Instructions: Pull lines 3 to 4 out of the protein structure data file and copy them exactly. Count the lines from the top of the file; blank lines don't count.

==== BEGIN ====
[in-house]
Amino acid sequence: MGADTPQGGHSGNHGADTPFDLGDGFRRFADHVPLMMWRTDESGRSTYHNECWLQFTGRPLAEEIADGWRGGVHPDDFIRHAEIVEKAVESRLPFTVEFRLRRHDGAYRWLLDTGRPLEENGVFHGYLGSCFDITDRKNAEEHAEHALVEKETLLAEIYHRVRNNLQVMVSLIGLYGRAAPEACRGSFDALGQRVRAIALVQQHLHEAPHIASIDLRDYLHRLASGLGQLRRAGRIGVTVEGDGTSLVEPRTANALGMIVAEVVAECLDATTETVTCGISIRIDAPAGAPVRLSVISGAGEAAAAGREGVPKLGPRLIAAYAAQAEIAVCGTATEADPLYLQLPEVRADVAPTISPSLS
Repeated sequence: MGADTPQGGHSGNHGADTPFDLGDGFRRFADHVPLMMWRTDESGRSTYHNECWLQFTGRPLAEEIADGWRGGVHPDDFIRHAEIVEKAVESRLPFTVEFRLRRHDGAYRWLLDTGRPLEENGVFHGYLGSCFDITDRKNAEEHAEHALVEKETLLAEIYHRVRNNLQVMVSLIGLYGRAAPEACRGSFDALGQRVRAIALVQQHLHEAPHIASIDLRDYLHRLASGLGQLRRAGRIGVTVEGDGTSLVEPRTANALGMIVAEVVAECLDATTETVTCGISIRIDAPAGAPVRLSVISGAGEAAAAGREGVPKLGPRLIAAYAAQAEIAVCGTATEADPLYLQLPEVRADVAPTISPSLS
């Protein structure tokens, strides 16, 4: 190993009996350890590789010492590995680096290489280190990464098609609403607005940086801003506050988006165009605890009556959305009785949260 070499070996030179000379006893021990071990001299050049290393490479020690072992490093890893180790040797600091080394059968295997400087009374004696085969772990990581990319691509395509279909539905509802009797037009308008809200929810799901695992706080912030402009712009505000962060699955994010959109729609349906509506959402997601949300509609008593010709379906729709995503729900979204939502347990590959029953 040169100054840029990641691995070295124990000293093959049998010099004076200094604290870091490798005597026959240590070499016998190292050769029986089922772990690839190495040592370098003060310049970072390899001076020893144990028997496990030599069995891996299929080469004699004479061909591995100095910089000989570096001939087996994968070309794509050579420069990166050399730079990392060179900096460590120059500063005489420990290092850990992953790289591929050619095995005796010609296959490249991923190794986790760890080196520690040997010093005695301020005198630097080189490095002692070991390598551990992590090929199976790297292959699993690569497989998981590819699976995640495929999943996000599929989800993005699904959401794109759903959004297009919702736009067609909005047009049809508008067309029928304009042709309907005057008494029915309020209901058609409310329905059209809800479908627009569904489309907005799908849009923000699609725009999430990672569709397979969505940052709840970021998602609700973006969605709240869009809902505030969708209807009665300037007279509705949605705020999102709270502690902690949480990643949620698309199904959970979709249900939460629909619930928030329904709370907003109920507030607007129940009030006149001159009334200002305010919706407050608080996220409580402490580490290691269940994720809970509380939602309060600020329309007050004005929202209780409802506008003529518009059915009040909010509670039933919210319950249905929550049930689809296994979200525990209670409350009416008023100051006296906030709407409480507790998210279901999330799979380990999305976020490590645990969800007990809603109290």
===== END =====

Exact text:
Repeated sequence: MGADTPQGGHSGNHGADTPFDLGDGFRRFADHVPLMMWRTDESGRSTYHNECWLQFTGRPLAEEIADGWRGGVHPDDFIRHAEIVEKAVESRLPFTVEFRLRRHDGAYRWLLDTGRPLEENGVFHGYLGSCFDITDRKNAEEHAEHALVEKETLLAEIYHRVRNNLQVMVSLIGLYGRAAPEACRGSFDALGQRVRAIALVQQHLHEAPHIASIDLRDYLHRLASGLGQLRRAGRIGVTVEGDGTSLVEPRTANALGMIVAEVVAECLDATTETVTCGISIRIDAPAGAPVRLSVISGAGEAAAAGREGVPKLGPRLIAAYAAQAEIAVCGTATEADPLYLQLPEVRADVAPTISPSLS
């Protein structure tokens, strides 16, 4: 190993009996350890590789010492590995680096290489280190990464098609609403607005940086801003506050988006165009605890009556959305009785949260 070499070996030179000379006893021990071990001299050049290393490479020690072992490093890893180790040797600091080394059968295997400087009374004696085969772990990581990319691509395509279909539905509802009797037009308008809200929810799901695992706080912030402009712009505000962060699955994010959109729609349906509506959402997601949300509609008593010709379906729709995503729900979204939502347990590959029953 040169100054840029990641691995070295124990000293093959049998010099004076200094604290870091490798005597026959240590070499016998190292050769029986089922772990690839190495040592370098003060310049970072390899001076020893144990028997496990030599069995891996299929080469004699004479061909591995100095910089000989570096001939087996994968070309794509050579420069990166050399730079990392060179900096460590120059500063005489420990290092850990992953790289591929050619095995005796010609296959490249991923190794986790760890080196520690040997010093005695301020005198630097080189490095002692070991390598551990992590090929199976790297292959699993690569497989998981590819699976995640495929999943996000599929989800993005699904959401794109759903959004297009919702736009067609909005047009049809508008067309029928304009042709309907005057008494029915309020209901058609409310329905059209809800479908627009569904489309907005799908849009923000699609725009999430990672569709397979969505940052709840970021998602609700973006969605709240869009809902505030969708209807009665300037007279509705949605705020999102709270502690902690949480990643949620698309199904959970979709249900939460629909619930928030329904709370907003109920507030607007129940009030006149001159009334200002305010919706407050608080996220409580402490580490290691269940994720809970509380939602309060600020329309007050004005929202209780409802506008003529518009059915009040909010509670039933919210319950249905929550049930689809296994979200525990209670409350009416008023100051006296906030709407409480507790998210279901999330799979380990999305976020490590645990969800007990809603109290």